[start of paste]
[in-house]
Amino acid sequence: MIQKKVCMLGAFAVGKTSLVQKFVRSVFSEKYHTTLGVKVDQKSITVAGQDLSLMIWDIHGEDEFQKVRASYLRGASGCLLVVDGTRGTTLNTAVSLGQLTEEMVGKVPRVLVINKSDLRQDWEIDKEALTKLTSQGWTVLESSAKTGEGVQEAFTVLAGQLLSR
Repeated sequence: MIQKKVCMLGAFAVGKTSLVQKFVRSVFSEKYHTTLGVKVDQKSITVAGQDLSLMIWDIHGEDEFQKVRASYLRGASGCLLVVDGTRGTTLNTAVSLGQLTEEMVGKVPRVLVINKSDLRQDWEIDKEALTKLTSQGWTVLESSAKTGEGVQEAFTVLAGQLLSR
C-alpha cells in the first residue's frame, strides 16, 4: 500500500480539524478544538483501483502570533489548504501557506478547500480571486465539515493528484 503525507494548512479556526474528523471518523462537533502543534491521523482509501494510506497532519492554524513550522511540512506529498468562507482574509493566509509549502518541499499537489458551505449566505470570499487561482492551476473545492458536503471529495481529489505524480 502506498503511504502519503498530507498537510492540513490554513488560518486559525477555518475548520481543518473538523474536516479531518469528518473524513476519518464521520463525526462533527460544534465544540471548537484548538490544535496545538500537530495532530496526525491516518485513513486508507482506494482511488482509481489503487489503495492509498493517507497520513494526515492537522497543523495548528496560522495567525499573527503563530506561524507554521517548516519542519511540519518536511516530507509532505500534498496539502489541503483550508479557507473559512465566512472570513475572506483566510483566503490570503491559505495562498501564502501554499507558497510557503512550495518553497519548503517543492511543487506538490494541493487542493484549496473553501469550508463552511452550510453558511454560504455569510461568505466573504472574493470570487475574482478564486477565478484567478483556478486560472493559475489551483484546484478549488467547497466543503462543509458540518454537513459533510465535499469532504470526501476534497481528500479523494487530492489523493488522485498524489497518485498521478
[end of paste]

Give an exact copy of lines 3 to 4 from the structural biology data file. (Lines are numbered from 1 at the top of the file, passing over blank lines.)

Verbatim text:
Repeated sequence: MIQKKVCMLGAFAVGKTSLVQKFVRSVFSEKYHTTLGVKVDQKSITVAGQDLSLMIWDIHGEDEFQKVRASYLRGASGCLLVVDGTRGTTLNTAVSLGQLTEEMVGKVPRVLVINKSDLRQDWEIDKEALTKLTSQGWTVLESSAKTGEGVQEAFTVLAGQLLSR
C-alpha cells in the first residue's frame, strides 16, 4: 500500500480539524478544538483501483502570533489548504501557506478547500480571486465539515493528484 503525507494548512479556526474528523471518523462537533502543534491521523482509501494510506497532519492554524513550522511540512506529498468562507482574509493566509509549502518541499499537489458551505449566505470570499487561482492551476473545492458536503471529495481529489505524480 502506498503511504502519503498530507498537510492540513490554513488560518486559525477555518475548520481543518473538523474536516479531518469528518473524513476519518464521520463525526462533527460544534465544540471548537484548538490544535496545538500537530495532530496526525491516518485513513486508507482506494482511488482509481489503487489503495492509498493517507497520513494526515492537522497543523495548528496560522495567525499573527503563530506561524507554521517548516519542519511540519518536511516530507509532505500534498496539502489541503483550508479557507473559512465566512472570513475572506483566510483566503490570503491559505495562498501564502501554499507558497510557503512550495518553497519548503517543492511543487506538490494541493487542493484549496473553501469550508463552511452550510453558511454560504455569510461568505466573504472574493470570487475574482478564486477565478484567478483556478486560472493559475489551483484546484478549488467547497466543503462543509458540518454537513459533510465535499469532504470526501476534497481528500479523494487530492489523493488522485498524489497518485498521478